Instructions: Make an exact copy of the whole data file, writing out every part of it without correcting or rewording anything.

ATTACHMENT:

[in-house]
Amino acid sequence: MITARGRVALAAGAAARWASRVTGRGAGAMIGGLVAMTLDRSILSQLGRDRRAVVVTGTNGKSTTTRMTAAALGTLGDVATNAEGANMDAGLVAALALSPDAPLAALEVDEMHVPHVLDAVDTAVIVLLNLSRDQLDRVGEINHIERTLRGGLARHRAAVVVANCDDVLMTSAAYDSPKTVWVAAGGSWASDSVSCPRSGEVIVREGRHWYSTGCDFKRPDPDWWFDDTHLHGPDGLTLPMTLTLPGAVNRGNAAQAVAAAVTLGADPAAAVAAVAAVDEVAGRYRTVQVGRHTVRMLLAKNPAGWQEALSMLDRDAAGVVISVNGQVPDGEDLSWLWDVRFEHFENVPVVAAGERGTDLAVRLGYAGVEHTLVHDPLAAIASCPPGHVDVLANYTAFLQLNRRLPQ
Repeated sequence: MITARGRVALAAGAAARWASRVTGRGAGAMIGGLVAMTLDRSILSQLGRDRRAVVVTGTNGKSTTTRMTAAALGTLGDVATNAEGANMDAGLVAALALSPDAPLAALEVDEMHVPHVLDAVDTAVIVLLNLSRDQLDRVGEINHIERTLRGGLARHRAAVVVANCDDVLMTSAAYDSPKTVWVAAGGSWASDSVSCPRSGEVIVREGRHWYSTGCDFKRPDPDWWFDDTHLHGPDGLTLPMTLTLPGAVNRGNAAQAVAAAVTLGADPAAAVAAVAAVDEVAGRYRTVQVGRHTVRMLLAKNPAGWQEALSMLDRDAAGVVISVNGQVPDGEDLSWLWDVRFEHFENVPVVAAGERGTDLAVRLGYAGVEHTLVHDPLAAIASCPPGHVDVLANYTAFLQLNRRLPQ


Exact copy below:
[in-house]
Amino acid sequence: MITARGRVALAAGAAARWASRVTGRGAGAMIGGLVAMTLDRSILSQLGRDRRAVVVTGTNGKSTTTRMTAAALGTLGDVATNAEGANMDAGLVAALALSPDAPLAALEVDEMHVPHVLDAVDTAVIVLLNLSRDQLDRVGEINHIERTLRGGLARHRAAVVVANCDDVLMTSAAYDSPKTVWVAAGGSWASDSVSCPRSGEVIVREGRHWYSTGCDFKRPDPDWWFDDTHLHGPDGLTLPMTLTLPGAVNRGNAAQAVAAAVTLGADPAAAVAAVAAVDEVAGRYRTVQVGRHTVRMLLAKNPAGWQEALSMLDRDAAGVVISVNGQVPDGEDLSWLWDVRFEHFENVPVVAAGERGTDLAVRLGYAGVEHTLVHDPLAAIASCPPGHVDVLANYTAFLQLNRRLPQ
Repeated sequence: MITARGRVALAAGAAARWASRVTGRGAGAMIGGLVAMTLDRSILSQLGRDRRAVVVTGTNGKSTTTRMTAAALGTLGDVATNAEGANMDAGLVAALALSPDAPLAALEVDEMHVPHVLDAVDTAVIVLLNLSRDQLDRVGEINHIERTLRGGLARHRAAVVVANCDDVLMTSAAYDSPKTVWVAAGGSWASDSVSCPRSGEVIVREGRHWYSTGCDFKRPDPDWWFDDTHLHGPDGLTLPMTLTLPGAVNRGNAAQAVAAAVTLGADPAAAVAAVAAVDEVAGRYRTVQVGRHTVRMLLAKNPAGWQEALSMLDRDAAGVVISVNGQVPDGEDLSWLWDVRFEHFENVPVVAAGERGTDLAVRLGYAGVEHTLVHDPLAAIASCPPGHVDVLANYTAFLQLNRRLPQ